My question, to those of you who write, are these:
  • Does the awareness of craft take you out of a story?
  • If so, does it happen in every book?
  • And if it happens only sometimes, can you determine what factor causes this type of reading?

11 comments:

Simon C. Larter said...

Awareness of the craft will often take me out of a story. Yes, it happens in every book, and I love that it does, because I'm learning with every writerly note my brain makes.

I think it makes the reading richer for me to read like a writer. I don't mind the dichotomy at all.

Yat-Yee said...

Simon: I am impressed with your certainty in the matter. And I am glad you don't mind the awareness of what the author is doing while you read.

I want to learn from others' writings, but I also want to get lost in a story. Yes, I want it ALL!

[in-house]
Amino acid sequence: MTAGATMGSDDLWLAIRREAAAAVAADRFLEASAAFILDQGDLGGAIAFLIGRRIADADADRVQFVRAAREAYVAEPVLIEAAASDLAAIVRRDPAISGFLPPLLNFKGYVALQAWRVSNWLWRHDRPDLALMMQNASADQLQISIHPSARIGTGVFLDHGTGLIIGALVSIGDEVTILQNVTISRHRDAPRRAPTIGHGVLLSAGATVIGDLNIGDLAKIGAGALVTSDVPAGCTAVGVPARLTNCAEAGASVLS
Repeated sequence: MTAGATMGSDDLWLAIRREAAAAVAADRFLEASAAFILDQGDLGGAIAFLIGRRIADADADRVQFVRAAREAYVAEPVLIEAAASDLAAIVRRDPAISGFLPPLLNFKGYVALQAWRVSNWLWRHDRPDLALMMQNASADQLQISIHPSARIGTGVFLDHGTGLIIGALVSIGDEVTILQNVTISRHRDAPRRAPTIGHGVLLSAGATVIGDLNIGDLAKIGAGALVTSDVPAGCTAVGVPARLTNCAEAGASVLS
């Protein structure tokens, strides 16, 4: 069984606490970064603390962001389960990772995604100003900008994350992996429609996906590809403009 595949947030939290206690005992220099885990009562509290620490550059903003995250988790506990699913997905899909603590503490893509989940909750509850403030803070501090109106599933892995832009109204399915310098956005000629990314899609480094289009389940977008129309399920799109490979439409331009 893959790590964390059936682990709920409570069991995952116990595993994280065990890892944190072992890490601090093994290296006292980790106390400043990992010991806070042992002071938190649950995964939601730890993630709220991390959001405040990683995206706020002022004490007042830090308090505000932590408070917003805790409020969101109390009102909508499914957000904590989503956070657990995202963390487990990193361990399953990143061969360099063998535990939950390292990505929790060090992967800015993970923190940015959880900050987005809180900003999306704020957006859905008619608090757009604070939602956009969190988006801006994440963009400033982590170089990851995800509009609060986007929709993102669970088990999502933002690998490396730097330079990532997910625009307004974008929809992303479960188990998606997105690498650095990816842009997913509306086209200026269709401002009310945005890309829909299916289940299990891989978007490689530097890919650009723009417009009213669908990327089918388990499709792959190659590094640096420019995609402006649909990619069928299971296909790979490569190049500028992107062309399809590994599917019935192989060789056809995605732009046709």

lotusgirl said...

Sometimes the awareness of craft takes me out of the story and it bothers me, sometimes it doesn't. It depends usually depends on how well the story is written. I love it when I can say, "Wow. They did that so well."

tanita davis said...

I think writing hasn't killed anything for me - I read adult fiction especially generously, as long as it holds my attention. I set it aside afterward and just put it away like popcorn. I'm much more critical of YA lit - mainly because if something isn't working I can tell much faster and have limited patience with it. (This becomes a SERIOUS PROBLEM sometimes during Cybils when I have to force myself to the minimum page requirement...)